A phenomenal 16 Premier League outfits feature amongst Europe’s 30 highest revenue-generating clubs according to a new study by Deloitte, with Newcastle United returning to the top 20 after a three-year absence following their takeover by Saudi Arabia’s Public Investment Fund.
The 26th edition of Deloitte’s annual Football Money League report into football revenue shows an incredible British dominance, led by Manchester City’s retention of top spot after a €731 million (£619.1m) return in the 2021-22 season. That included a sensational €373m made in commercial income, with just nine per cent (€64m) generated by matchday takings.
Real Madrid remained in second spot, with €713.8m (£604.5m) in revenue, while Liverpool’s run to the final of the Champions League final helped them to leapfrog Manchester United into third, their €314m in broadcast proceeds dwarfing United’s €254m thanks also to their near-miss in the Premier League title race.
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After fourth-placed United, Chelsea are the next British club in eighth, with Tottenham Hotspur and Arsenal rounding out the top 10. While West Ham United (15th), Leicester City (17th) and Everton (19th) remain in the top 20, Leeds United (18th) climb back into the chart for the first time since 2002-03 and Newcastle’s new regime have fronted a boost in revenue which sees them sit in 20th.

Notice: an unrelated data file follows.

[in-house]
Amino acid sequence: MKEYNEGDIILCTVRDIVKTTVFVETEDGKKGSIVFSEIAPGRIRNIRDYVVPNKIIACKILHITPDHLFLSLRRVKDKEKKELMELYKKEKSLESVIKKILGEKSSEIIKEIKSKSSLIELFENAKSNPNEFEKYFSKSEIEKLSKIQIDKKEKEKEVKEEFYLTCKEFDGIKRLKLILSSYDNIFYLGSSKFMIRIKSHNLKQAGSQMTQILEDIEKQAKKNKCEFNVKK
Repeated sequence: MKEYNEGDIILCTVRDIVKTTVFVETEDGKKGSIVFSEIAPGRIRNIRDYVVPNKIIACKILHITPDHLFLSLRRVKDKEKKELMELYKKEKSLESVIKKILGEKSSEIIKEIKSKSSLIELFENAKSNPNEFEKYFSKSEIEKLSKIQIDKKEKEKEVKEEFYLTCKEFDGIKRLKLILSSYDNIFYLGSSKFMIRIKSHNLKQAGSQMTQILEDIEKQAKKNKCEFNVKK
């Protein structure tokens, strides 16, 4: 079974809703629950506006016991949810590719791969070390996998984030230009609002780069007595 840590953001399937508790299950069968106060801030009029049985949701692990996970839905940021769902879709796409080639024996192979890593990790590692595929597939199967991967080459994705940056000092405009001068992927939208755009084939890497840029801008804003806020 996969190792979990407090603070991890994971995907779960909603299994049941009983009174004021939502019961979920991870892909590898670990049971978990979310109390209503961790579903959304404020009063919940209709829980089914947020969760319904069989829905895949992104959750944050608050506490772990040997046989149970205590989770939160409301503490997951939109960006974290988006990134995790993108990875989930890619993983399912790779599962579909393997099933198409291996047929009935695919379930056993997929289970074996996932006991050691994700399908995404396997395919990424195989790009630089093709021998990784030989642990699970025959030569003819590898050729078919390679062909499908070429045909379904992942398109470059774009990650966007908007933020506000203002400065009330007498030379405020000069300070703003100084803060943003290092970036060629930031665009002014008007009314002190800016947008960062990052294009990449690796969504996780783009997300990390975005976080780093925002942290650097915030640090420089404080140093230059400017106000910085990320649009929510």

And with Aston Villa, Brighton & Hove Albion, Wolverhampton Wanderers, Crystal Palace and Southampton all placing 30th or higher, the continued riches being made available to Premier League clubs suggests that all 20 English top-flight sides could feature in the top 30 before too long.
There are no Serie A clubs in the top 10 for the first time, with significant crowd restrictions due to Covid-19 combining with poor performances in European competitions leading to a two-place drop to 11th for Juventus, with Inter remaining 14th and AC Milan climbing three places to 16th thanks in part to their league title win.
Meanwhile, Paris Saint-Germain are the only French club in the top 30, making their placing of fifth with €654.2m of total revenue of great concern to the competitive balance of Ligue 1 for years to come. The Parisians’ wages/revenue ratio went up from 91% following the 2021 signing of Lionel Messi from Barcelona, with 2021-22 seeing them spend 111% of their revenue on salaries.
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